SANTA CLARA, Calif. -- Tank Carradine's right knee finally looks and feels at full strength, which is welcome news after a San Francisco 49ers rookie season spent in rehabilitation.
"You see the flashes and the strength and the ability," 49ers coach Jim Harbaugh said Wednesday. "(We) kind of have to pull him back because we're not in live situations here in practice. But (we're) very excited for where he's at right now."
It's also exciting news for a 49ers defensive line that's practicing this minicamp without Justin Smith while he rehabilitates an unknown injury.
The Carradine-Smith connection doesn't stop there. Nor does it merely trace to last year's draft when the 49ers drafted Carradine in the second round as Smith's potential successor.
Carradine was 11 when he would go to Cincinnati's community center and watch Smith's rookies practices with the Bengals.
"He stood out to me," Carradine recalled Wednesday between minicamp practices. "He was a first-round draft pick, and I can't remember the other defensive end they had, but I remember Justin because he's a loud one."
Now entering his 14th season, Smith isn't medically cleared to practice with the team because he's "working through something" that should be OK by training camp, Harbaugh said.
A year ago, it was Carradine who couldn't participate on the field, stunting his development and forcing him to play catch-up this offseason.
A torn anterior cruciate ligament prematurely ended Carradine's Florida State career, and while it also shelved him throughout 2013, a follow-up procedure in February removed scar tissue.
"Ever since that I feel like myself," Carradine said. "I was worried last year because I didn't feel like myself. My knee was strong but I didn't feel like myself. I didn't know if I'd ever be the same again."
He wasn't the only one, and that's why he slipped in the draft to the 49ers with the 40th overall pick.
"This is his first shot," defensive coordinator Vic Fangio said of Carradine, who he compared to a rookie in terms of on-field experience. "Last year, I never felt he was there. It came to a point this offseason he got better, got the knee cleaned up and turned the corner."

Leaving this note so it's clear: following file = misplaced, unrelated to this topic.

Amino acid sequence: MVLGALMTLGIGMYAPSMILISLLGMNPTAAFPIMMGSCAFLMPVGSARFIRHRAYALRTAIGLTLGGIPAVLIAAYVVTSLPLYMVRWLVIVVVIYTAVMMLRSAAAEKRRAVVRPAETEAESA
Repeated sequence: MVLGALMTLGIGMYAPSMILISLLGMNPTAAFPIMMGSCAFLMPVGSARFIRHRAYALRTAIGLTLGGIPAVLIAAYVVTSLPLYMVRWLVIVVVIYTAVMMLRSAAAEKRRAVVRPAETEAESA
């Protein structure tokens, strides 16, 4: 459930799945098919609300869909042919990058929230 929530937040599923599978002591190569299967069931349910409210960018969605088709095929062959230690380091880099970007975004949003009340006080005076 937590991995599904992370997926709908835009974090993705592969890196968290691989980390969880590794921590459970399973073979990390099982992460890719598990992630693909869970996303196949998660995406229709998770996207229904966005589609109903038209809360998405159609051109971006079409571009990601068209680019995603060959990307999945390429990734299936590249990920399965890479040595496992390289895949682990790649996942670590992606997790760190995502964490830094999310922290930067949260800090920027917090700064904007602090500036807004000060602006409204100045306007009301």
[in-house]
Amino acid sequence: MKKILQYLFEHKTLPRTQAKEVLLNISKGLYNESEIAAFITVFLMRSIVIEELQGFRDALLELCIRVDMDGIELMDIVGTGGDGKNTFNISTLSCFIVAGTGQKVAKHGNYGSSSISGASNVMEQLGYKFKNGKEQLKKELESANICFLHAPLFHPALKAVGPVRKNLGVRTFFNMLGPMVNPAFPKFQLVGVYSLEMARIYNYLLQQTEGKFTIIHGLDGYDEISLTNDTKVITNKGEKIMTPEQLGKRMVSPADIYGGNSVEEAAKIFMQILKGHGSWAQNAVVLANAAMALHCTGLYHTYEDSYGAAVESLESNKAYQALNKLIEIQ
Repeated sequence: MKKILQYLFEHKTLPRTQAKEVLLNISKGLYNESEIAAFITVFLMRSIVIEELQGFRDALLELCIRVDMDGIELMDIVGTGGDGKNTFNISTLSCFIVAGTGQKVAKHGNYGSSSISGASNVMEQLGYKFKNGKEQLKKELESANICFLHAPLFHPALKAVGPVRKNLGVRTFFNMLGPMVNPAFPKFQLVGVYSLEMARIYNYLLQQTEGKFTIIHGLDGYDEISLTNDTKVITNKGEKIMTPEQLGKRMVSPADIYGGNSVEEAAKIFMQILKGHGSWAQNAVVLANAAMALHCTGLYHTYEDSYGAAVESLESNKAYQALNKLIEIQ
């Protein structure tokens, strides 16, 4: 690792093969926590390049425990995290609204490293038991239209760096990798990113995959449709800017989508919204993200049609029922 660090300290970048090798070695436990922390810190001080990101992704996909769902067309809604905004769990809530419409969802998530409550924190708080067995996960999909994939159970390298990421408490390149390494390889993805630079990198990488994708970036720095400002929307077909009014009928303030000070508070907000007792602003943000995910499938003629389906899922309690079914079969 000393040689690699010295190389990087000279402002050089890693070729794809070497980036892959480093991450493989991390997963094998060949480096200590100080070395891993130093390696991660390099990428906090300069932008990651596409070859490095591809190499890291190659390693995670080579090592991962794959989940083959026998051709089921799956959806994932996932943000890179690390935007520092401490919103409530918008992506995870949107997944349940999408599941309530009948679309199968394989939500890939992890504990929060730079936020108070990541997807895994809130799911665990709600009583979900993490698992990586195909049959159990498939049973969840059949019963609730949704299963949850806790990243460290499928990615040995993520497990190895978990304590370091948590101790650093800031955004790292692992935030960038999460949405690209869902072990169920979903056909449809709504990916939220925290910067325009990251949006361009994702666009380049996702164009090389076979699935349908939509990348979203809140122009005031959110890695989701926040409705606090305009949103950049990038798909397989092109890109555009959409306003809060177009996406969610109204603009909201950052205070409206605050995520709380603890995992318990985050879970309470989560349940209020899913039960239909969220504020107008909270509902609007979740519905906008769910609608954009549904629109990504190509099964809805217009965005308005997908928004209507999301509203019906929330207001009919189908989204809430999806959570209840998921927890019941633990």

Carradine indeed showed well in Wednesday's practice. On one play, he blew past right tackle Carter Bykowski to pressure Blaine Gabbert on a play whistled dead. Later, however, Carradine got pushed back well off the line by left tackle Joe Staley on a run play.
Guard Mike Iupati likes what he's seen in practice against Carradine, noting: "He'll be a good player, with his quickness and use of hands. He's explosive and shifty."
Carradine said last season allowed him to learn the 49ers' scheme and techniques. Of course, it also offered him the chance to study under his childhood idol, Smith.
"He's a big guy, a physical guy and plays every down like it's his last down," Carradine said. "You never know when it'll be your last play. You could be having an amazing season then all of a sudden there's a knee injury."
Carradine knows that first hand. His knee injury came Nov.25, 2012 in a loss to rival Florida.
--Prior to Eric Wright's retirement Tuesday, he was asked last week to move into the 49ers' nickel cornerback role and subsequently never showed up afterward, defensive coordinator Vic Fangio said. That role covering slot receivers remains a primary concern.
The 49ers, of course, used their first-round draft pick on Jimmie Ward to fill that position vacated by Carlos Rogers' offseason departure. But foot surgery in March has kept Ward off the practice field, including at this week's mandatory minicamp. Hence, Fangio isn't ready to pencil in Ward as the nickel cornerback for the Sept.7 season opener.
"He's going to certainly get every opportunity to, but he's missed all this time, he's learning, he's a rookie, etc.," Fangio said. "We'll all have to be a little patient with him."
Nickel duties have been handled in most practices by Perrish Cox and Darryl Morris.
Ward is expected to be participate fully once he reports with other rookies to training camp next month.
--Day 2 of the mandatory minicamp meant another day without tight end Vernon Davis and right guard Alex Boone, who are mired in contract disputes. Harbaugh reiterated his disappointment in the duo's absence but declined to elaborate on his remark Tuesday, that Davis and Boone weren't following the "49er Way."
"To answer the three, four, five follow-up questions, it gets to be badgering, it gets old," Harbaugh said. "I covered it thoroughly yesterday and I don't feel there's anything more to say about it at this time."
--Ahmad Brooks, Perrish Cox and Eric Reid later intercepted passes to highlight the defense's dominance in practice. Corey Lemonier showed nice burst off the left edge and Antoine Bethea tipped a pass blitzing from the slot.
--Davis' absence remains extremely noticeable. Vance McDonald had another mixed day with a couple drops. McDonald and Garrett Celek caught back-to-back passes from Colin Kaepernick in a hurry-up drill.
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